Home News Farming Heatwave putting financial strain on Laois farmers

Heatwave putting financial strain on Laois farmers

The heatwave currently taking over Ireland is said to be costing the average dairy farmer between €250 a day and €1,750 a week.

The startling figures come from accountancy and financial advisory farm IFAC.

It is both extra costs for feed because of poor grass growth and additional in-parlour feed costs to maintain milk production that are leading to the excess expenditure.

Pat Comerford, a partner in the IFAC Carlow office said that the real problems will be seen in winter.

He said: “This current spell of hot weather will have a knock-on effect on the levels of fodder that a farmer can store for the winter.

“So on-farm planning needs to happen now to ensure that farmers can have access to and can afford to buy in additional feed stock.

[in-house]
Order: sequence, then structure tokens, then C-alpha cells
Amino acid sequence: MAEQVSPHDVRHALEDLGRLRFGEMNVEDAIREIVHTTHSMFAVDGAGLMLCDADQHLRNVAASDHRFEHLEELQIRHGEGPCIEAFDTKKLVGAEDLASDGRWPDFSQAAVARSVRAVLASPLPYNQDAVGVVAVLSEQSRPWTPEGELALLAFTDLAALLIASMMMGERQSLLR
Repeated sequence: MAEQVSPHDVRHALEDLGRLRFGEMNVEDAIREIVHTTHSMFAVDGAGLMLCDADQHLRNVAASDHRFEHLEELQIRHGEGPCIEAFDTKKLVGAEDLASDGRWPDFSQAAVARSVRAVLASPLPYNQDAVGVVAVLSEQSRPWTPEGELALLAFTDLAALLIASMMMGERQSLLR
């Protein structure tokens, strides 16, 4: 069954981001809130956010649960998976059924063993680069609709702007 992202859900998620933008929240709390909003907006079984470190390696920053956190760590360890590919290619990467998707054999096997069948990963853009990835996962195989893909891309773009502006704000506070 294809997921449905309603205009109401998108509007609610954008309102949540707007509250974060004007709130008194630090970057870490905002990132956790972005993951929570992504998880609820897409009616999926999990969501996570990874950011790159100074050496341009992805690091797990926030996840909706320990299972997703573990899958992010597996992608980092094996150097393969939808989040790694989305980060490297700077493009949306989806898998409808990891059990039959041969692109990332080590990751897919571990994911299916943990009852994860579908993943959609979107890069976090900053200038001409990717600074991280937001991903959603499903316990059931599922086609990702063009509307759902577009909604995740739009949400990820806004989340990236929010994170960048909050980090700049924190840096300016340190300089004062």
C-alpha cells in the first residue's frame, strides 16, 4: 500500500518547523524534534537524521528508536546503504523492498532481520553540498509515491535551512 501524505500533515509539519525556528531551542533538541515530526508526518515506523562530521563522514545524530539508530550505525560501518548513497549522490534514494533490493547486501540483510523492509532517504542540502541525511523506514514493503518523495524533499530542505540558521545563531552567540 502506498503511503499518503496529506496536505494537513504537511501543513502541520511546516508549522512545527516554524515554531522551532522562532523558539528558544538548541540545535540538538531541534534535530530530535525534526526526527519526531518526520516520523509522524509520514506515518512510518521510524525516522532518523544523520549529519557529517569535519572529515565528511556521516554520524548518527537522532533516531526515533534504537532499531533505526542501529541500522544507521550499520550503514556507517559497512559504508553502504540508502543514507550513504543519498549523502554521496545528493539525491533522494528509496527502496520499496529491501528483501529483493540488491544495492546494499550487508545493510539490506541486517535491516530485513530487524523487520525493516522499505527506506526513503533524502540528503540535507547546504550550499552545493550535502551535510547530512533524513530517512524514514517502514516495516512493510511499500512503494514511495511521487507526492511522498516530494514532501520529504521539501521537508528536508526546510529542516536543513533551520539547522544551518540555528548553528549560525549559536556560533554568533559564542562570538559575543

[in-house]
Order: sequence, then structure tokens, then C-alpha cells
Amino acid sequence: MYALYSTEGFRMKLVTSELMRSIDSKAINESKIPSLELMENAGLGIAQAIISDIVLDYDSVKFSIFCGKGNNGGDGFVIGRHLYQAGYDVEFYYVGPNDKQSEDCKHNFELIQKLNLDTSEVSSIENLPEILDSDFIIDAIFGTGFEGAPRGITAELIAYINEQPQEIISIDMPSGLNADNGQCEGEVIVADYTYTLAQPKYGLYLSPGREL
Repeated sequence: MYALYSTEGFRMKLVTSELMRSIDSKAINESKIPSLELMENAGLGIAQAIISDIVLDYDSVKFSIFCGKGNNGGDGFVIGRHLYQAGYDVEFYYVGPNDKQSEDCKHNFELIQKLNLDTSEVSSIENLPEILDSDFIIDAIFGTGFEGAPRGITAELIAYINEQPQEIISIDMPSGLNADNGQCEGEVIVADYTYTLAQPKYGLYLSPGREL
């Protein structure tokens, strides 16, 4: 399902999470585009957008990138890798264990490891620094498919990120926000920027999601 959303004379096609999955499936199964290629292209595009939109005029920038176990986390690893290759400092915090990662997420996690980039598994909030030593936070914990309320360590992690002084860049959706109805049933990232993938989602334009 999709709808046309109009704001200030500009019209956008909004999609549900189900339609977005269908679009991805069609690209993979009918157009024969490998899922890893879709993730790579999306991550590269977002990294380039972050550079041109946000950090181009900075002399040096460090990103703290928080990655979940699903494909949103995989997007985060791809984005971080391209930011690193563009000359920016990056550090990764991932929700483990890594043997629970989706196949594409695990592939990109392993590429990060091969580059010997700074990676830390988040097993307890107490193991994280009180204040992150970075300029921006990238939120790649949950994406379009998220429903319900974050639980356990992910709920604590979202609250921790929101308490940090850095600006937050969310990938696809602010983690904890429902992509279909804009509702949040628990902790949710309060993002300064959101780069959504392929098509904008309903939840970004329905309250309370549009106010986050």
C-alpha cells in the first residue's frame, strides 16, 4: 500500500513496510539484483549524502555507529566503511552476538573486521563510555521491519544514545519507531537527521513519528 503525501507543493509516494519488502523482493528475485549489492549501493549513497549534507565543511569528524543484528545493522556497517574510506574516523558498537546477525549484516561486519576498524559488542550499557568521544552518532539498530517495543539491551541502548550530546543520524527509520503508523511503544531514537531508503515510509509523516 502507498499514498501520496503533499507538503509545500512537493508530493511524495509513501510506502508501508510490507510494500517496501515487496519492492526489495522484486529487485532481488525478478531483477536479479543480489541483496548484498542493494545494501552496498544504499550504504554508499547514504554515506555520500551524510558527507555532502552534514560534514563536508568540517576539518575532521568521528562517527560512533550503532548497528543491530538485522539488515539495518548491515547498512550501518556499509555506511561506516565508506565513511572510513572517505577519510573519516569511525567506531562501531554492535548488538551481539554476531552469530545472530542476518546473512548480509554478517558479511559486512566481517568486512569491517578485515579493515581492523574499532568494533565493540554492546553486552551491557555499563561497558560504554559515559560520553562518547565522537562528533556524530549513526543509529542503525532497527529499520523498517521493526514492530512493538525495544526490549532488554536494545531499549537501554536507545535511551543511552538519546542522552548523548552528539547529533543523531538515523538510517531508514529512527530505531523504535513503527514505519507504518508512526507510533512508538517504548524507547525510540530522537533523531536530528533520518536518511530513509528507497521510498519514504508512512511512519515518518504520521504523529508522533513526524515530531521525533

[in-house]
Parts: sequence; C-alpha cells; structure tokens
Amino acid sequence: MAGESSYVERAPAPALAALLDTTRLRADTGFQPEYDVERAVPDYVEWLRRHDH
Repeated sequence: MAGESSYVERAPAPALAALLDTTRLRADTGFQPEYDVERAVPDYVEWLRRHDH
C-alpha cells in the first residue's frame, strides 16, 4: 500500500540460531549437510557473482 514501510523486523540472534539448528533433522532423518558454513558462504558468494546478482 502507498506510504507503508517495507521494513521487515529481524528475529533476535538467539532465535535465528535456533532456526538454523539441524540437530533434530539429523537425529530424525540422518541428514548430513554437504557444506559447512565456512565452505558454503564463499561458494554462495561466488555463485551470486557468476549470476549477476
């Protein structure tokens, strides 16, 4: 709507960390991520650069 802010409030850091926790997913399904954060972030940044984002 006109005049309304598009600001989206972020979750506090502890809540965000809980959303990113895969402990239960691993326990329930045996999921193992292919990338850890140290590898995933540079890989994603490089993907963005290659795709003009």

“Farmers shouldn’t ignore the problem and should plan for financial pressures coming down the tracks.

“Banks hate surprises. We’re advising farmers to work with the banks now to let them know how they’re planning to manage the additional costs brought on by the heatwave and how they’re going to pay their bills over the winter.

“Always be honest and upfront with the banks. If you have a good thought-out financial plan, that conversation tends to be easier.”

IFAC issued the following the advice to the farmers:

  • Get a fodder budget in place to cover additional costs for the winter.
  • Manage your cashflow and make sure you have the cash resources to meet your financial commitments this year.
  • Talk to your bank. If you’re worried about how you’ll service your debt over the winter, talk to it early.
  • Talk to your agri-advisor or accountant to make sure that your financial planning is accurate.

SEE ALSO – ‘Spring crops under severe threat’ as heatwave plays havoc with Laois farmers

Previous articleSarsfields reach 16th consecutive Laois semi final following Portlaoise win
Next articleBREAKING: Laois camogie management resign
Sarah Cullen is a Journalism and New Media graduate from the University of Limerick. A Portlaoise native, she is happiest when tweeting and talking about dogs.